Sexual Behavior and HIV Testing Among Bisexual Men: A Nationwide Comparison of Australian Bisexual-Identifying and Gay-Identifying Men.
ABSTRACT Men who have sex with men (MSM) are typically studied as though they were a homogeneous population. This has resulted in a lack of knowledge about the sexual health and behavior of bisexual men as distinct from gay men. In this study, patterns of sexual behavior and rates of HIV testing were compared between 854 gay-identifying and 164 bisexual-identifying men who participated in an Australian nationwide online survey. Approximately half of both groups engaged in unprotected anal intercourse (UAI) at their most recent sexual encounter, but bisexual-identifying men were more likely to have had sex with a partner who was either serodiscordant or with whom their seroconcordance was unknown. Despite these patterns, only 62% of bisexual-identifying men had ever been tested for HIV compared to 84% of gay-identifying men. Multivariate logistic regression focused on rates of UAI and HIV testing among bisexual-identifying men. Patterns were similar across all age groups and educational backgrounds. However, bisexual-identifying men were less likely to engage in UAI with a casual partner and were more likely to have been tested for HIV if they had multiple partners or had disclosed their sexual orientation to their social networks. In all, these data reveal important differences between gay- and bisexual-identifying men, particularly with regard to HIV testing, and highlight a need for HIV prevention strategies to focus more strategically on finding ways of promoting safer sex and HIV testing among all MSM.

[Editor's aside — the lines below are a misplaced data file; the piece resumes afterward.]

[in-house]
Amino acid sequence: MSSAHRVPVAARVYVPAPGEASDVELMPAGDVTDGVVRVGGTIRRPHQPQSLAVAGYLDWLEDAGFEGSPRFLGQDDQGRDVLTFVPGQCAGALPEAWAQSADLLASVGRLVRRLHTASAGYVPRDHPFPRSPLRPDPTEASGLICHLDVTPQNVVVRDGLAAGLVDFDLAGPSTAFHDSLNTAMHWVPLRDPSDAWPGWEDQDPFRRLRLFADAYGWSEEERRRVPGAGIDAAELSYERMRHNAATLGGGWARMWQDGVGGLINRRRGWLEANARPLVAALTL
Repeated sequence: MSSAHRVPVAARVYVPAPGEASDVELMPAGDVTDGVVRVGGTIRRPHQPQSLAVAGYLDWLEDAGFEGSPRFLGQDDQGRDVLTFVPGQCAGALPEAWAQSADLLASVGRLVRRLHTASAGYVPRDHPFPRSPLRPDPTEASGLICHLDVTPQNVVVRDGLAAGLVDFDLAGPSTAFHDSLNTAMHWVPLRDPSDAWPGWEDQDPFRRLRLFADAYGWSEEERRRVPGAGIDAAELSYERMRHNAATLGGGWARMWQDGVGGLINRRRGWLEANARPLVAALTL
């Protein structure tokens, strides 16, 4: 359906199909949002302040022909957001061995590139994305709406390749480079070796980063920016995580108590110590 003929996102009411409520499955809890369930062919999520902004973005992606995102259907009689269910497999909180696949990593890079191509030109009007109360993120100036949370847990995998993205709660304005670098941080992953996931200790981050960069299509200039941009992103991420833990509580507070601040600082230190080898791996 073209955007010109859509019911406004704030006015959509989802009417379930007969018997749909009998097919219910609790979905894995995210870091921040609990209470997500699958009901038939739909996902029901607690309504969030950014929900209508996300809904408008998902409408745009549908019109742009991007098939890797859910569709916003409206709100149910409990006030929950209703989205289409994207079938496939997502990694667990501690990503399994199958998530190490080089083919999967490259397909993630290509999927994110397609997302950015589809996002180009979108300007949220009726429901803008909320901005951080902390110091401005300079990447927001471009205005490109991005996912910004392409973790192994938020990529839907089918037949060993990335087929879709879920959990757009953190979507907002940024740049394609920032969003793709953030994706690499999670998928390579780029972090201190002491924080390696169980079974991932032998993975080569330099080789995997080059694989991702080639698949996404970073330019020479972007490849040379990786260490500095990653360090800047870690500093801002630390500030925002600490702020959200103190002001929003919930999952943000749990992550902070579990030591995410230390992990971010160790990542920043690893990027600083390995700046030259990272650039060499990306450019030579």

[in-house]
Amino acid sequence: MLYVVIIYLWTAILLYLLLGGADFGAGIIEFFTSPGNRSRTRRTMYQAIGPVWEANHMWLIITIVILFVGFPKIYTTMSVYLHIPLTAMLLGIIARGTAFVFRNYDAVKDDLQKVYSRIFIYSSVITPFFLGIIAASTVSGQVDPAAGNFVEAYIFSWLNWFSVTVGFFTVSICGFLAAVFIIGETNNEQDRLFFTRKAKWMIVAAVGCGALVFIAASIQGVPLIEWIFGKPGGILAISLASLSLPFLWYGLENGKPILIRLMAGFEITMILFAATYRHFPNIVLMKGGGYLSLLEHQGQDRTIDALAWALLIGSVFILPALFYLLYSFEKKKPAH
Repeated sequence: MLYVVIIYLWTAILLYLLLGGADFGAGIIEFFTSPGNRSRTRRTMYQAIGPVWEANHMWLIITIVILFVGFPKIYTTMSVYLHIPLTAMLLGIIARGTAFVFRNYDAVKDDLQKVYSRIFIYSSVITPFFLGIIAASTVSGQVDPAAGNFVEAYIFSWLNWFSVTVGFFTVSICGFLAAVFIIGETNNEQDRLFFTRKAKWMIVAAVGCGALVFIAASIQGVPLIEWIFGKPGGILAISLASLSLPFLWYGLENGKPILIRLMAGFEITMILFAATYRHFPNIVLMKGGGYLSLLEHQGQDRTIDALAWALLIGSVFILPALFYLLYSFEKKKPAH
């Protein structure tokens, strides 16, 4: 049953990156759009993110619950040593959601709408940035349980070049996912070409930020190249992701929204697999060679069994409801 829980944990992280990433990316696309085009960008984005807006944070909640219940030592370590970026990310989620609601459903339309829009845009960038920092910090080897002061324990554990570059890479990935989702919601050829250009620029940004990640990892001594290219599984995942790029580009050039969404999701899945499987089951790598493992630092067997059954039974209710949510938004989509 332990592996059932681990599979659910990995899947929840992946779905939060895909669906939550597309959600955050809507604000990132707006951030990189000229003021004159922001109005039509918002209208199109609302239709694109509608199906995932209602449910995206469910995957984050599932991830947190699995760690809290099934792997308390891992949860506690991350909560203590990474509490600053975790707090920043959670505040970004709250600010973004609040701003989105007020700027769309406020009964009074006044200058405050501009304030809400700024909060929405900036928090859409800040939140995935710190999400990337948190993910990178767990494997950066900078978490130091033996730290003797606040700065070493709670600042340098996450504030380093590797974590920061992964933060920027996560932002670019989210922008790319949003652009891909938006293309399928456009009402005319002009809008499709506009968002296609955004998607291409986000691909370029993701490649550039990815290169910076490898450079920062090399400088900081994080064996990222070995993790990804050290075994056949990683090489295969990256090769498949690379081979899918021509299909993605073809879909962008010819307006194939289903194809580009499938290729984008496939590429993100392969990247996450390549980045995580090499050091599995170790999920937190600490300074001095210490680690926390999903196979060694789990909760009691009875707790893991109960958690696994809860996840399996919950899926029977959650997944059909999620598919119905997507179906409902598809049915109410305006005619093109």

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ABSTRACT: BACKGROUND: HIV testing is the gateway for prevention and care. We explored factors associated with HIV testing among Chinese men who have sex with men (MSM). METHODS: In Chongqing City, we recruited 492 MSM in 2010 using respondent-driven sampling in a cross-sectional study. Computer-assisted self-interviews were conducted to collect information on history of HIV testing. RESULTS: Only 58% of participants reported ever having taken an HIV test. Men who have sex with men who had a college degree (adjusted odds ratio [AOR], 1.7; 95% confidence interval (CI), 1.2-2.6; P = 0.008) were more likely to take a test; those who preferred a receptive role in anal sex were less likely to do so than those with insertive sex preference (AOR, 0.6; 95% CI, 0.35-0.94; P = 0.03); and those who used condoms with the recent male partner during the past 6 months were more likely to get tested (AOR, 2.87; 95% CI, 1.25-6.62; P = 0.01). Principal perceived barriers to testing included the following: fear of knowing a positive result, fear of discrimination if tested positive, low perceived risk of HIV infection, and not knowing where to take a test. Factors reported to facilitate testing were sympathetic attitudes from health staff and guaranteed confidentiality. Prevalence was high: 11.7% HIV positive and 4.7% syphilis positive. CONCLUSIONS: The HIV testing rate among MSM in Chongqing is still low, although MSM prevalence is high compared with other Chinese cities. Men who have sex with men preferring receptive anal sex are less likely to get testing and perceive having lower HIV risk. Along with expanded education and social marketing, a welcoming and nonjudgmental environment for HIV testing is needed.Sexually transmitted diseases 03/2013; 40(3):235-240. · 2.58 Impact Factor